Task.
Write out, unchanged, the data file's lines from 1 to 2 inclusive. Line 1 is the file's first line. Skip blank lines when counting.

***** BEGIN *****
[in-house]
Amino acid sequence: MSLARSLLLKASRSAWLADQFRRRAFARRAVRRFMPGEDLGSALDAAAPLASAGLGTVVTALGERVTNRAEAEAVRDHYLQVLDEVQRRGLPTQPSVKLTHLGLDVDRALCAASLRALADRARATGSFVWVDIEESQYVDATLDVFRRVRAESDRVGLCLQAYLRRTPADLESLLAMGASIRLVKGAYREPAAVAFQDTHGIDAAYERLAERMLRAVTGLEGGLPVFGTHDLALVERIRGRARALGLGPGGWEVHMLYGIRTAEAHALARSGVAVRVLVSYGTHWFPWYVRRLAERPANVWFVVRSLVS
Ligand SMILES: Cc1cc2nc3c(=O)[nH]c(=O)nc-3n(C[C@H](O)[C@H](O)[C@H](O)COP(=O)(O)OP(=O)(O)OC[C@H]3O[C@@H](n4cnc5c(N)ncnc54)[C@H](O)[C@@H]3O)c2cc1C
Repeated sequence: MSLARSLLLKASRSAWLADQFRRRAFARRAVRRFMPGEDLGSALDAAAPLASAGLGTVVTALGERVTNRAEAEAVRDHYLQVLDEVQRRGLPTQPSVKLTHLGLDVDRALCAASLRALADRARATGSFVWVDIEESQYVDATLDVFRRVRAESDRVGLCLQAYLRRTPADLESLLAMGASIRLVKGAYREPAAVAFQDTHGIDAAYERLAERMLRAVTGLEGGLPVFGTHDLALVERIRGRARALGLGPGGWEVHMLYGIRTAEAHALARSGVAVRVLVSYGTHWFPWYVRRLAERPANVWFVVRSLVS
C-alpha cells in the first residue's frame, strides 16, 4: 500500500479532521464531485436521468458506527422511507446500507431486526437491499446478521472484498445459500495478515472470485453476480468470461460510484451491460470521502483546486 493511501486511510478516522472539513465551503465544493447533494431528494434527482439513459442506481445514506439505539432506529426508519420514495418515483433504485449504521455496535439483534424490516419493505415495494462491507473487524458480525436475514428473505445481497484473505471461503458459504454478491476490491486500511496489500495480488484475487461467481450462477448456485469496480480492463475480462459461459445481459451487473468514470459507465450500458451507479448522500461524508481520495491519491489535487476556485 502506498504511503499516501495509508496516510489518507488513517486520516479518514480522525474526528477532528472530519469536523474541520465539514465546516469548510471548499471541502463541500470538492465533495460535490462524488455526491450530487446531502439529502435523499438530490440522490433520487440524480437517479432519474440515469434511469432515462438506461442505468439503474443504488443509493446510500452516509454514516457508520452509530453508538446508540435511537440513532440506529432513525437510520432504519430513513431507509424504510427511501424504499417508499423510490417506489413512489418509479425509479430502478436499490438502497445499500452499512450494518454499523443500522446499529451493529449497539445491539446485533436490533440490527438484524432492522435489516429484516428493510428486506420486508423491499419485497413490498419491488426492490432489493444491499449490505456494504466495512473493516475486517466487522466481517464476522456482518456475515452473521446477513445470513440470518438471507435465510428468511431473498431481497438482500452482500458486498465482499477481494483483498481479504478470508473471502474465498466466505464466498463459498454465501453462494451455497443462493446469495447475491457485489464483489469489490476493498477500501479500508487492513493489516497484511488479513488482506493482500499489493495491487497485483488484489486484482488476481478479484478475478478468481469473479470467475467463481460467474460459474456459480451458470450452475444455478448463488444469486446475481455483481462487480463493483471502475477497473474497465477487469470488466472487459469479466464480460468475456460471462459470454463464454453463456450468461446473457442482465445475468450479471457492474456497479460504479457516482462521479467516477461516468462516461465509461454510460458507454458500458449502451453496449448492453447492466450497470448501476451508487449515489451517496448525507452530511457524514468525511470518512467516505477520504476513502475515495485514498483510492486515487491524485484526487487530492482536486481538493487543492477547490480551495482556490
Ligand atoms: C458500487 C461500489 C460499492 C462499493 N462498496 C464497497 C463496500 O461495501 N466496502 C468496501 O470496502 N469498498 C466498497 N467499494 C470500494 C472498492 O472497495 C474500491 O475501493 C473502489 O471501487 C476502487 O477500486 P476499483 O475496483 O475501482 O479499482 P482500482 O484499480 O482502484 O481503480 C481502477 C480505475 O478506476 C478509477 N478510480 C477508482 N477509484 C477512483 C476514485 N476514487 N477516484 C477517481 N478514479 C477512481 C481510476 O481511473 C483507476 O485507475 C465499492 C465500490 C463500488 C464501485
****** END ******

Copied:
[in-house]
Amino acid sequence: MSLARSLLLKASRSAWLADQFRRRAFARRAVRRFMPGEDLGSALDAAAPLASAGLGTVVTALGERVTNRAEAEAVRDHYLQVLDEVQRRGLPTQPSVKLTHLGLDVDRALCAASLRALADRARATGSFVWVDIEESQYVDATLDVFRRVRAESDRVGLCLQAYLRRTPADLESLLAMGASIRLVKGAYREPAAVAFQDTHGIDAAYERLAERMLRAVTGLEGGLPVFGTHDLALVERIRGRARALGLGPGGWEVHMLYGIRTAEAHALARSGVAVRVLVSYGTHWFPWYVRRLAERPANVWFVVRSLVS